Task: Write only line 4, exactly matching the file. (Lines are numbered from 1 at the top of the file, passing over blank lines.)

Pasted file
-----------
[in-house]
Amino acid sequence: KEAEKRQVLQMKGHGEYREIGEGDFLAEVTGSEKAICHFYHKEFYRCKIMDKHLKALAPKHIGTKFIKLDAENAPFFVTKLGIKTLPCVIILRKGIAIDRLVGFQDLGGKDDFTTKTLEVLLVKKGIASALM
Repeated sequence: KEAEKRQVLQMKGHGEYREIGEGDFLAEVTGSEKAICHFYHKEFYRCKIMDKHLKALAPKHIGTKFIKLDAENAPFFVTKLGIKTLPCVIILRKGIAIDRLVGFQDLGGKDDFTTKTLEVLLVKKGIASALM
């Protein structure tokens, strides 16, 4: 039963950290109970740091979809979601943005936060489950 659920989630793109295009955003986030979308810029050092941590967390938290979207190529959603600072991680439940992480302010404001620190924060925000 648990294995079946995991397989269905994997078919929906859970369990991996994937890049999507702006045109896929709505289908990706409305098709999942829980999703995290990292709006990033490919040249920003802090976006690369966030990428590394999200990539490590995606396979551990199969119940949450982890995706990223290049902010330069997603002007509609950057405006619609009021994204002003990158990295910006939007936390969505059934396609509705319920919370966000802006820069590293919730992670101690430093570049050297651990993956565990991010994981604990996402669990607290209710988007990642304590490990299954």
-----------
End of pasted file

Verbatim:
């Protein structure tokens, strides 16, 4: 039963950290109970740091979809979601943005936060489950 659920989630793109295009955003986030979308810029050092941590967390938290979207190529959603600072991680439940992480302010404001620190924060925000 648990294995079946995991397989269905994997078919929906859970369990991996994937890049999507702006045109896929709505289908990706409305098709999942829980999703995290990292709006990033490919040249920003802090976006690369966030990428590394999200990539490590995606396979551990199969119940949450982890995706990223290049902010330069997603002007509609950057405006619609009021994204002003990158990295910006939007936390969505059934396609509705319920919370966000802006820069590293919730992670101690430093570049050297651990993956565990991010994981604990996402669990607290209710988007990642304590490990299954």